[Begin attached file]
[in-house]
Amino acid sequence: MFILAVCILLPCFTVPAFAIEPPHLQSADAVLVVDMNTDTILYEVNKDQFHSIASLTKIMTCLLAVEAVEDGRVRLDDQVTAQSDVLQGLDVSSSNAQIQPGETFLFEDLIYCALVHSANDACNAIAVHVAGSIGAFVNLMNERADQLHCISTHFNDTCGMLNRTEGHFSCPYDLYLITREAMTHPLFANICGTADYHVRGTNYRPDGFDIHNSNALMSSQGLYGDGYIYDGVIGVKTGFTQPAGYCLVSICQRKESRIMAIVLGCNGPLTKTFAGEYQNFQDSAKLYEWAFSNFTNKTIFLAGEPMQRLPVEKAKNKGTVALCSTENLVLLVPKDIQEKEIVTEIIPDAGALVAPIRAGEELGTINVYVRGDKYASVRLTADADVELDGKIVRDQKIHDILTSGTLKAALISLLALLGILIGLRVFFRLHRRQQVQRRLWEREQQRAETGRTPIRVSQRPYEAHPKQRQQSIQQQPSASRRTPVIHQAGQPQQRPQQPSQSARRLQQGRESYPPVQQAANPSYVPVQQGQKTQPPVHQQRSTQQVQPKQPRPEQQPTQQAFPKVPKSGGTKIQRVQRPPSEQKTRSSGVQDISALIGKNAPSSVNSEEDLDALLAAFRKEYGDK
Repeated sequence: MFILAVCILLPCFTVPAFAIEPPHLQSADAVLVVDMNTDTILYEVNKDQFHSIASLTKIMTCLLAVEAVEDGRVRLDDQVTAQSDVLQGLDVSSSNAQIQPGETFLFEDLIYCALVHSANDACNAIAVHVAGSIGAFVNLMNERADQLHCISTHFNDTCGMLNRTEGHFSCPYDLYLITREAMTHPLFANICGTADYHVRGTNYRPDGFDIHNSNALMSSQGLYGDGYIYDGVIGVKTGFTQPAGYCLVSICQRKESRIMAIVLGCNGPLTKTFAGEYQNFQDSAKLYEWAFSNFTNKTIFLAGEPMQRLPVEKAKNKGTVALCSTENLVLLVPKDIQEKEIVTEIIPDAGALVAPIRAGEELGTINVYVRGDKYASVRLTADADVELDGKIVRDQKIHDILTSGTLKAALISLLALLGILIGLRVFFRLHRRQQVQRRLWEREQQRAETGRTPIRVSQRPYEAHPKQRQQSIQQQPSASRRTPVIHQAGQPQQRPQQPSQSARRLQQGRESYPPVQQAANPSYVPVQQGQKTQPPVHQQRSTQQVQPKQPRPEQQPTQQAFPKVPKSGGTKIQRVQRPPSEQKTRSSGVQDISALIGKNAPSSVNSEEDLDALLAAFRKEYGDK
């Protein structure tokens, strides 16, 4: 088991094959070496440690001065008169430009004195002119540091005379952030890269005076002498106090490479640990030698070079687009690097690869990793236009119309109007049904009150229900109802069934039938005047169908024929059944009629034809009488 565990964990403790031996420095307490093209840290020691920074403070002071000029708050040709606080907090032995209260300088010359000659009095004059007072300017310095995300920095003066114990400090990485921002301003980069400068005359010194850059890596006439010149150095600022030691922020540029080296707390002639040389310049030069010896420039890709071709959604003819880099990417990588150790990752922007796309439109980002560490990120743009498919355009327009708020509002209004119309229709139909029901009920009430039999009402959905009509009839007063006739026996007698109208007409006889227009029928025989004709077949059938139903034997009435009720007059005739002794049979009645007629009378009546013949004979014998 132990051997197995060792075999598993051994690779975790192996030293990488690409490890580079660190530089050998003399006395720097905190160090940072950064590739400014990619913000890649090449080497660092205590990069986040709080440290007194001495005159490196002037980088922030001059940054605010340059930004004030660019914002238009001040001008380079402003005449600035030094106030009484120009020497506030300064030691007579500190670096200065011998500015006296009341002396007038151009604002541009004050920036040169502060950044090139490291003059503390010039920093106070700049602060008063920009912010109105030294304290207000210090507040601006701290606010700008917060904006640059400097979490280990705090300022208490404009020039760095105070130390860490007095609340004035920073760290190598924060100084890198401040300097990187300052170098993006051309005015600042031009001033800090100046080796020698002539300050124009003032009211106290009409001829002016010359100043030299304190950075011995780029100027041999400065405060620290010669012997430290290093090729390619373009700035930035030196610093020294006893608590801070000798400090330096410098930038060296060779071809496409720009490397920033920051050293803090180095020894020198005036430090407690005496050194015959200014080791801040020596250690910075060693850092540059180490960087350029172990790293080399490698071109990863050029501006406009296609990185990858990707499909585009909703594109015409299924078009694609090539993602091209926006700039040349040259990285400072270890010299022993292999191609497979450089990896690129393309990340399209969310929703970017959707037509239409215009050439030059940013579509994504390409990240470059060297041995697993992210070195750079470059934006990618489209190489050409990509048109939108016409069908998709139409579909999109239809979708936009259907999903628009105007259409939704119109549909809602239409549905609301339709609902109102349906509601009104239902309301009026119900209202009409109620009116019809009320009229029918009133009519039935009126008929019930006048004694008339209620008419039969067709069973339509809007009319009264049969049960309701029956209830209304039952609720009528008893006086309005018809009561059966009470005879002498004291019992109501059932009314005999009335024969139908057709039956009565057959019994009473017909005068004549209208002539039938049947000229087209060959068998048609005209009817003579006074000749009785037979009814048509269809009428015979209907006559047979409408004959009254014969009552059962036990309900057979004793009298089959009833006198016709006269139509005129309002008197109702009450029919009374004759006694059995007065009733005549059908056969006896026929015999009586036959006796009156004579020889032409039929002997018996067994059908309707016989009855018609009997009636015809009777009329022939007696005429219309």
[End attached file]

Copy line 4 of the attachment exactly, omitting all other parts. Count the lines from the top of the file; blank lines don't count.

């Protein structure tokens, strides 16, 4: 088991094959070496440690001065008169430009004195002119540091005379952030890269005076002498106090490479640990030698070079687009690097690869990793236009119309109007049904009150229900109802069934039938005047169908024929059944009629034809009488 565990964990403790031996420095307490093209840290020691920074403070002071000029708050040709606080907090032995209260300088010359000659009095004059007072300017310095995300920095003066114990400090990485921002301003980069400068005359010194850059890596006439010149150095600022030691922020540029080296707390002639040389310049030069010896420039890709071709959604003819880099990417990588150790990752922007796309439109980002560490990120743009498919355009327009708020509002209004119309229709139909029901009920009430039999009402959905009509009839007063006739026996007698109208007409006889227009029928025989004709077949059938139903034997009435009720007059005739002794049979009645007629009378009546013949004979014998 132990051997197995060792075999598993051994690779975790192996030293990488690409490890580079660190530089050998003399006395720097905190160090940072950064590739400014990619913000890649090449080497660092205590990069986040709080440290007194001495005159490196002037980088922030001059940054605010340059930004004030660019914002238009001040001008380079402003005449600035030094106030009484120009020497506030300064030691007579500190670096200065011998500015006296009341002396007038151009604002541009004050920036040169502060950044090139490291003059503390010039920093106070700049602060008063920009912010109105030294304290207000210090507040601006701290606010700008917060904006640059400097979490280990705090300022208490404009020039760095105070130390860490007095609340004035920073760290190598924060100084890198401040300097990187300052170098993006051309005015600042031009001033800090100046080796020698002539300050124009003032009211106290009409001829002016010359100043030299304190950075011995780029100027041999400065405060620290010669012997430290290093090729390619373009700035930035030196610093020294006893608590801070000798400090330096410098930038060296060779071809496409720009490397920033920051050293803090180095020894020198005036430090407690005496050194015959200014080791801040020596250690910075060693850092540059180490960087350029172990790293080399490698071109990863050029501006406009296609990185990858990707499909585009909703594109015409299924078009694609090539993602091209926006700039040349040259990285400072270890010299022993292999191609497979450089990896690129393309990340399209969310929703970017959707037509239409215009050439030059940013579509994504390409990240470059060297041995697993992210070195750079470059934006990618489209190489050409990509048109939108016409069908998709139409579909999109239809979708936009259907999903628009105007259409939704119109549909809602239409549905609301339709609902109102349906509601009104239902309301009026119900209202009409109620009116019809009320009229029918009133009519039935009126008929019930006048004694008339209620008419039969067709069973339509809007009319009264049969049960309701029956209830209304039952609720009528008893006086309005018809009561059966009470005879002498004291019992109501059932009314005999009335024969139908057709039956009565057959019994009473017909005068004549209208002539039938049947000229087209060959068998048609005209009817003579006074000749009785037979009814048509269809009428015979209907006559047979409408004959009254014969009552059962036990309900057979004793009298089959009833006198016709006269139509005129309002008197109702009450029919009374004759006694059995007065009733005549059908056969006896026929015999009586036959006796009156004579020889032409039929002997018996067994059908309707016989009855018609009997009636015809009777009329022939007696005429219309």